You may have read Lance Cheslock's editorial and a vendor's accompanying testimonial in our current issue about being bitten by bedbugs at Franklin School Shelter. And you may have read in our July 15 issue how the residents at the Phyllis Wheatley YWCA complained of bedbugs in their rooms and managed to get city inspectors out to the property.
But in all fairness, bedbugs can be anywhere. According to this NPR story, they're making a comeback, hitching rides on suitcases or used furniture or nestling down into your mattress.
Exterminator Richard Kramer tells NPR he found one of the first new infestations in a Washington, D.C. hotel in 1998. "And ever since then, it's been exponentially increasing — that's the only way to describe it," Karmer said.
There is some good news: "Bedbugs aren't venomous, they don't spread dangerous disease, and they aren't linked to filth or moral decay," the story says. But Kramer agrees they're "creepy." "'They live in your bed,' he says. 'I mean, having your wife in your bed, your husband in your bed — but having your bedbug in your bed?'"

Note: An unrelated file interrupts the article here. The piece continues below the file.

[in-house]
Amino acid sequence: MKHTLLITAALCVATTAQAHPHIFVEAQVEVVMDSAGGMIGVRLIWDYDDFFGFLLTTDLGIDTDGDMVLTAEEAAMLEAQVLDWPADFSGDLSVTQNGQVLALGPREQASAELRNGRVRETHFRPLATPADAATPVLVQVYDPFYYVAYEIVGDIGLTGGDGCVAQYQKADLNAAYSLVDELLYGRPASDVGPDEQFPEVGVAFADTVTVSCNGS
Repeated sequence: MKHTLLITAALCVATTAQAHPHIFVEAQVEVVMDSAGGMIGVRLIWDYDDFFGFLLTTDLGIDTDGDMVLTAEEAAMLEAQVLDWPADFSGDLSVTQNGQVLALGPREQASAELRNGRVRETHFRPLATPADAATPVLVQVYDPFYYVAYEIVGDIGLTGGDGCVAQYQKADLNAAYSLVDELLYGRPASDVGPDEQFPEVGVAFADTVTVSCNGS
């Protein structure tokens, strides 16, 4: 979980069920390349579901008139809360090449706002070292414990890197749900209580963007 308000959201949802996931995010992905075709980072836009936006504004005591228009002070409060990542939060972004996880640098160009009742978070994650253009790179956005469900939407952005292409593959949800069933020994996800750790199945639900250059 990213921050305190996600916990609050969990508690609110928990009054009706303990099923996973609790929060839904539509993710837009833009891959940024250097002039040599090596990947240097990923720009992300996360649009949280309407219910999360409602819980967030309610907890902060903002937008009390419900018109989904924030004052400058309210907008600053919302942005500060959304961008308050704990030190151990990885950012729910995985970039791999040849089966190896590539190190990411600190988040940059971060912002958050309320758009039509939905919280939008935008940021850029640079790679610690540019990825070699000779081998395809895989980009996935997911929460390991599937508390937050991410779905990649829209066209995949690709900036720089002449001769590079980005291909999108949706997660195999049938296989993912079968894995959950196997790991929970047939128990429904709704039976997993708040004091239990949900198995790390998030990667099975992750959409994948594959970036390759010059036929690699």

NPR's Jamie Rosen talked to Dini Miller, a pest management specialist at Virginia Tech in Blacksburg, Va., to get recommendations on how to keep bedbugs out. Random fact: apparently you can kill the bugs by freezing them for a week. Read her advice here.
(This post has been edited and originally quoted more extensively from the NPR story.)